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The Top-Viewed Wikipedia Pages for Every Day of 2014

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Ever wonder which Wikipedia page people are visiting the most on a daily basis? Quartz crunched data from the English-language Wikipedia to find out, and combined the results in a fun interactive calendar. Here are the top results from the first day of every month:

January 1: Cher, because why not Cher?

February 1: Harriet Tubman, who was honored that day in a Google Doodle celebrating Black History Month.

March 1: Crimea, a region in the Ukraine that has since been annexed by Russia. On March 1, the Russian parliament approved troop deployment in the Ukraine. (More detail on the crisis can be found on this Wikipedia page.)

April 1: How I Met Your Mother, a CBS sitcom that aired its season finale March 31. It held onto the top spot on April 2, too.

May 1: May Day, a spring festival.

June 1: O. Gabriel, a page that doesn't actually exist (more explanation for why that might have happened below). 

July 1: Malware, also the top page for June 30. This could be tied to a lawsuit Microsoft filed to disrupt Bladabindi-Jenxcus, which, according to the company's blog, is "a pervasive family of malware that put millions of customers at risk."

August 1: Alliteration, defined by as "a stylistic device in which a number of words, having the same first consonant sound, occur close together in a series." Alliteration is the top result from July 29 to August 4.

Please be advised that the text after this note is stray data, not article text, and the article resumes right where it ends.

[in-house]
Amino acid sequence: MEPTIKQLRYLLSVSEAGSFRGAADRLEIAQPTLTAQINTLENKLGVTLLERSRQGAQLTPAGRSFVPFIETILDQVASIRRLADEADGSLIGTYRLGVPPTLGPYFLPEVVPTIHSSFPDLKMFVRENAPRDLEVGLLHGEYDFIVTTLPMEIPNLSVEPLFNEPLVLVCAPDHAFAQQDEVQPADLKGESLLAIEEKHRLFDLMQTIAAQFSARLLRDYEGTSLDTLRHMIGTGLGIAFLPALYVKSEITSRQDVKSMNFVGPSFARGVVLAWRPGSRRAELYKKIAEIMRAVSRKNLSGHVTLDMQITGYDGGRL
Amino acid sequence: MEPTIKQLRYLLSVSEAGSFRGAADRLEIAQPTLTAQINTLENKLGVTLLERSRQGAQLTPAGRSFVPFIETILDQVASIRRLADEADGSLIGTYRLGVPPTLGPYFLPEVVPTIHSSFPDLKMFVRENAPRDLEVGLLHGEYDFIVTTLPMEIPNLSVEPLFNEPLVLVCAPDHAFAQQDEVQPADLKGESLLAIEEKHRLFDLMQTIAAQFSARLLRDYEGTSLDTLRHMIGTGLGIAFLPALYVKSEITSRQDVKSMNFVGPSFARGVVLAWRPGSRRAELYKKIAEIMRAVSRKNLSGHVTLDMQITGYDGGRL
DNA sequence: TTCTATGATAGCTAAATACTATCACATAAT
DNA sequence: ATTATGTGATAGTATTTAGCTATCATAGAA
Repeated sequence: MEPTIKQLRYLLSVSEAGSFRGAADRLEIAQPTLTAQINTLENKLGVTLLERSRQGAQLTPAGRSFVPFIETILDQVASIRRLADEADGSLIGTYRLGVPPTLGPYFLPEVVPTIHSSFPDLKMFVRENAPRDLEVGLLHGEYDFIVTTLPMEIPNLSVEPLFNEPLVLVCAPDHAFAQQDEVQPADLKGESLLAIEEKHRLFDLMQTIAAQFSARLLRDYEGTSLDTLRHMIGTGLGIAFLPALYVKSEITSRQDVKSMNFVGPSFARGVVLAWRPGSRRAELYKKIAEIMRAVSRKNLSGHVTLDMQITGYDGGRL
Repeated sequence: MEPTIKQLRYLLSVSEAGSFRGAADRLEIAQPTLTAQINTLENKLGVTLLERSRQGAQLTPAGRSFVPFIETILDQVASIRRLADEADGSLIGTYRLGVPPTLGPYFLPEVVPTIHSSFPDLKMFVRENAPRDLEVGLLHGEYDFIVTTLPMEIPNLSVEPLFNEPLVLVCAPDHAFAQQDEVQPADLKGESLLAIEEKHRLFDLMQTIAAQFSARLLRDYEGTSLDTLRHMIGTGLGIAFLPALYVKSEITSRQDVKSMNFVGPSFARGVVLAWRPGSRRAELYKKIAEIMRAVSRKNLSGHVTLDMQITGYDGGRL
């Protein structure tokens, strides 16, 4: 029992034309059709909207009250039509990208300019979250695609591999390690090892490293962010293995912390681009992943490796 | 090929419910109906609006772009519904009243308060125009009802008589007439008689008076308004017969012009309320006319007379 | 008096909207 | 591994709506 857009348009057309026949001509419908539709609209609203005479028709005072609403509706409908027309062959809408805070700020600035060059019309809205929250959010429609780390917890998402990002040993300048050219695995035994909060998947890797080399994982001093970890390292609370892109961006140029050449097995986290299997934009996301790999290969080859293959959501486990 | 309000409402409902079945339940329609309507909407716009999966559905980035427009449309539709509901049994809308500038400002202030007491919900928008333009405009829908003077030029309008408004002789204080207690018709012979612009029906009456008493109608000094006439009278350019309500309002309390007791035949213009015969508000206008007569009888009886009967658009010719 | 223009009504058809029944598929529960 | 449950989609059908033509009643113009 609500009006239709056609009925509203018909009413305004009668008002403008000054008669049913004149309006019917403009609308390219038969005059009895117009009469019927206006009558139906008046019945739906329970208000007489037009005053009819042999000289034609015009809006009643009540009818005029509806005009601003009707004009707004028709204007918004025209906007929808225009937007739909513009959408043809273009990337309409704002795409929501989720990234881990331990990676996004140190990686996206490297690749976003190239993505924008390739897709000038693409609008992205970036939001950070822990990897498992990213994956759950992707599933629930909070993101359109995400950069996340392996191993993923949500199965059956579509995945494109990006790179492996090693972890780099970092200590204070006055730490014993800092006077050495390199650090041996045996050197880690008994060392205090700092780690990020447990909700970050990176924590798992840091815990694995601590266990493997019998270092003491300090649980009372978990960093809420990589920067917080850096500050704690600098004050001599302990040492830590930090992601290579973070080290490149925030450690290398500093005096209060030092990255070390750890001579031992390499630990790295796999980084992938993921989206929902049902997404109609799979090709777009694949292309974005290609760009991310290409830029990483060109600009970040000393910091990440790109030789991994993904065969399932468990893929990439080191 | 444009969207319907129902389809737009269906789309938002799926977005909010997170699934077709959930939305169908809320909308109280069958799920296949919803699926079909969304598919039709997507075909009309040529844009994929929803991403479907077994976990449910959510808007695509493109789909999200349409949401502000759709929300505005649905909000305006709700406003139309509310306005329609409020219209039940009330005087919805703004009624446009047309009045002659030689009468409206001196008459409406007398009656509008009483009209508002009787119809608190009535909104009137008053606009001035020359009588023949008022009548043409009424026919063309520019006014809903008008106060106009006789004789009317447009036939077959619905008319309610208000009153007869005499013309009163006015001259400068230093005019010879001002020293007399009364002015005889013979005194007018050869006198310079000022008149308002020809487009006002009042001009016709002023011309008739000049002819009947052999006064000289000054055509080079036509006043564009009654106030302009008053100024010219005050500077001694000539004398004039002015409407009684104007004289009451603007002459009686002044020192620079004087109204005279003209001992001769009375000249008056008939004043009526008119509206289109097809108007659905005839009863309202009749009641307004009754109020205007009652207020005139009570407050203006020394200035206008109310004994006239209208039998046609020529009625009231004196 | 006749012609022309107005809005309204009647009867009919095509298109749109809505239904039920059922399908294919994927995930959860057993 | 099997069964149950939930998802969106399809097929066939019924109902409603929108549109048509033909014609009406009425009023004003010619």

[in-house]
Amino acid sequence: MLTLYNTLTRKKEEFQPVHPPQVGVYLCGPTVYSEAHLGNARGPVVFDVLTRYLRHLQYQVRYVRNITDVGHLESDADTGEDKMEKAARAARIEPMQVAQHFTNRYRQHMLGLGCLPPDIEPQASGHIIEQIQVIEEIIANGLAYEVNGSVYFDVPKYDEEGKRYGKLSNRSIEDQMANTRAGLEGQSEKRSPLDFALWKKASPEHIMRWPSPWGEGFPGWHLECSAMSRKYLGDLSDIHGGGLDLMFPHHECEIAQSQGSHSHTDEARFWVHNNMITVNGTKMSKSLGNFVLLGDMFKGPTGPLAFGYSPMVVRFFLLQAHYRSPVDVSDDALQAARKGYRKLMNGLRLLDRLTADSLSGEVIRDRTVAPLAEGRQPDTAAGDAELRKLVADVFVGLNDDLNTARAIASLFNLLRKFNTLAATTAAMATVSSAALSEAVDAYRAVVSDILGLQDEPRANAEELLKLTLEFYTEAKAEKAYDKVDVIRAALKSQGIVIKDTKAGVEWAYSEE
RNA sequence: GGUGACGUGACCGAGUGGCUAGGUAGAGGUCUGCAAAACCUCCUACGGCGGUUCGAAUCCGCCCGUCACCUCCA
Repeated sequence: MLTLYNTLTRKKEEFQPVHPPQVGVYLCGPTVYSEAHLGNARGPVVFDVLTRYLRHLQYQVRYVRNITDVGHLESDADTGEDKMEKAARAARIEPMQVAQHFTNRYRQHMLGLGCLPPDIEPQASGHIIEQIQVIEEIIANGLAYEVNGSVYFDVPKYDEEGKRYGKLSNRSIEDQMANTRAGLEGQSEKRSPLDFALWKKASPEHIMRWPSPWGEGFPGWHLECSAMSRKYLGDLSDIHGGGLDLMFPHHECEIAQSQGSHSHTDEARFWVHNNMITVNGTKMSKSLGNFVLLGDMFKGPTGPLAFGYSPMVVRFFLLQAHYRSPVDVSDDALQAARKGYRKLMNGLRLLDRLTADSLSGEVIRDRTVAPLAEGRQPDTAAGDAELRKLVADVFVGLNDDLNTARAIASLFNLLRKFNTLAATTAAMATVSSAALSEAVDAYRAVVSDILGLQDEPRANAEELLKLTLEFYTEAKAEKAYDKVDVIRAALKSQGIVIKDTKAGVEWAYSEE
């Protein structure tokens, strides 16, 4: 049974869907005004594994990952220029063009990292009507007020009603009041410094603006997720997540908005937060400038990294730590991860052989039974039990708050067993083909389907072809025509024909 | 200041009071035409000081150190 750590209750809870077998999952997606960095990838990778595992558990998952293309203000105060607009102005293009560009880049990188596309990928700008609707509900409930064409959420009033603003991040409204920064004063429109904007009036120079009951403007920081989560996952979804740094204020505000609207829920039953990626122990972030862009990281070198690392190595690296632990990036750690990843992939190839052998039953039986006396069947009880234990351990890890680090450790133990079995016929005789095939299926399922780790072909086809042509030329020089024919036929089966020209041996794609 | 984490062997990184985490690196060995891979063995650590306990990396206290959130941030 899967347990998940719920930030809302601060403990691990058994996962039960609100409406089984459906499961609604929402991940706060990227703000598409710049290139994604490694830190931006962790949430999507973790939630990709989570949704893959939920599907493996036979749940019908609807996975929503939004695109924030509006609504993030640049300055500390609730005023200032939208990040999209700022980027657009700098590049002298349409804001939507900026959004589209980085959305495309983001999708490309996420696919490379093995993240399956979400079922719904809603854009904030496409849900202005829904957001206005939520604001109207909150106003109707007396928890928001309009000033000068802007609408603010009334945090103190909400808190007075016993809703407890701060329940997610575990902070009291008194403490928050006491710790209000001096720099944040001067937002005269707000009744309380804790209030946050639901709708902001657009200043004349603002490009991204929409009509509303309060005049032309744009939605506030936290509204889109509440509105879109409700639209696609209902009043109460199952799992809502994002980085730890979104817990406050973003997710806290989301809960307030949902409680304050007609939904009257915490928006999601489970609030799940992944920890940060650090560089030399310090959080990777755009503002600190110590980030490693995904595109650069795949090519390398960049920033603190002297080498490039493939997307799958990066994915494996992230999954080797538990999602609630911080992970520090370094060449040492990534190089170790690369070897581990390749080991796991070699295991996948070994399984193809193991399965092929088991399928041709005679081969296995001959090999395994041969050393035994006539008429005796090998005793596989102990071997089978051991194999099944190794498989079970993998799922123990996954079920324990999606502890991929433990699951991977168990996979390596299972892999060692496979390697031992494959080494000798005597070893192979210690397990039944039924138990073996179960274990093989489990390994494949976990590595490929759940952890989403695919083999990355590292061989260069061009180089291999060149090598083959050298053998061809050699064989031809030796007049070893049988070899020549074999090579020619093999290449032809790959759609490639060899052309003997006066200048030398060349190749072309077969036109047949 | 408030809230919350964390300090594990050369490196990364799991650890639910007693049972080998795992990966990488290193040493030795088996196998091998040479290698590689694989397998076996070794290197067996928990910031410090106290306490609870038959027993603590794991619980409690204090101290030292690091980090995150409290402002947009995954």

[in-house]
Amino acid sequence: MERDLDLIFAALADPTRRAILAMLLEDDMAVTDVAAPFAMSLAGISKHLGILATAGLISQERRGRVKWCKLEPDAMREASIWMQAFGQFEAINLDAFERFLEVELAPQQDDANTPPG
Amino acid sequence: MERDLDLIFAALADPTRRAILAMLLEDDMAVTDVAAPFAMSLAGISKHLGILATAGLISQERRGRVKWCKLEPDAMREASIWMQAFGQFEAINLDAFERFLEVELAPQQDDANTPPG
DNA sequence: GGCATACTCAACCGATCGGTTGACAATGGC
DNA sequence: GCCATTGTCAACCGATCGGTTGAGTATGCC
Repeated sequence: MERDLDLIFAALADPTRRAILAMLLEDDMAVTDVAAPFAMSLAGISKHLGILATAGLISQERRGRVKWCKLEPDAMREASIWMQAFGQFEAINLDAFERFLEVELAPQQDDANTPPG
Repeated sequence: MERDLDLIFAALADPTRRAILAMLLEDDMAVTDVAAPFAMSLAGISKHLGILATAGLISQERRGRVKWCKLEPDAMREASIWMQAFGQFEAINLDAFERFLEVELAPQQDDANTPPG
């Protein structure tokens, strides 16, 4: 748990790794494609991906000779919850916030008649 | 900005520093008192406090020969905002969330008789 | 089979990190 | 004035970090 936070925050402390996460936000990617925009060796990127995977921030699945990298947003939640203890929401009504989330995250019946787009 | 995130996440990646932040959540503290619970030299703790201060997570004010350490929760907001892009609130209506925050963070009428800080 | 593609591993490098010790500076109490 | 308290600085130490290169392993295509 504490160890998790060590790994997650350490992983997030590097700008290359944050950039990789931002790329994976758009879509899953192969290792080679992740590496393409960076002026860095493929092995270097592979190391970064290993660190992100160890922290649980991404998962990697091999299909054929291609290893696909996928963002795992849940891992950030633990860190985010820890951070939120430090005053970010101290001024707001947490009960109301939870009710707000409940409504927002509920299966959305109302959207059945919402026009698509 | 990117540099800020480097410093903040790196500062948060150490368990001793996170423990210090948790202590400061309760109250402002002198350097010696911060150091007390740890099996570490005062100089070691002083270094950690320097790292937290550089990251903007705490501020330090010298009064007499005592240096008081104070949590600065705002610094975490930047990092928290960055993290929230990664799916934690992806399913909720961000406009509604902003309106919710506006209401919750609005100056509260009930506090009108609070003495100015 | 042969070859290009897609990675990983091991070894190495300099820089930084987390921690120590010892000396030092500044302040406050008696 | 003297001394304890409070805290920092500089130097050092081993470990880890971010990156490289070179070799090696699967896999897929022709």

September 1: LASIK, an acronym of Laser-Assisted in situ Keratomileusis, a surgery that corrects vision.

October 1: Queen II, the second studio album released by Queen

November 1: Online shopping, which remains in the top spot through November 7. Clearly, Wikipedia users had holiday presents on the mind.

December 1: Flower, also the top search for December 2.

"Many of the top results follow big news events," writes Nikhil Sonnad. "Some results are odd. Because the data measure pageviews and not unique visitors, they are subject to distortion from bots, or software that requests pages programatically," which might explain the 175,638 visitors of the non-existent O. Gabriel page. "Others," Sonnad sums up, "can simply be attributed to the unpredictability of the internet." Click here for the full calendar.

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National Geographic Ranks The 25 Happiest Cities in the Country
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Feeling unhappy? Maybe it's time to move. National Geographic recently released rankings of the 25 happiest cities in the U.S. The results: Eight of the 25 locations are in the Golden State, but the honor of No. 1 happiest city goes to Boulder, Colorado.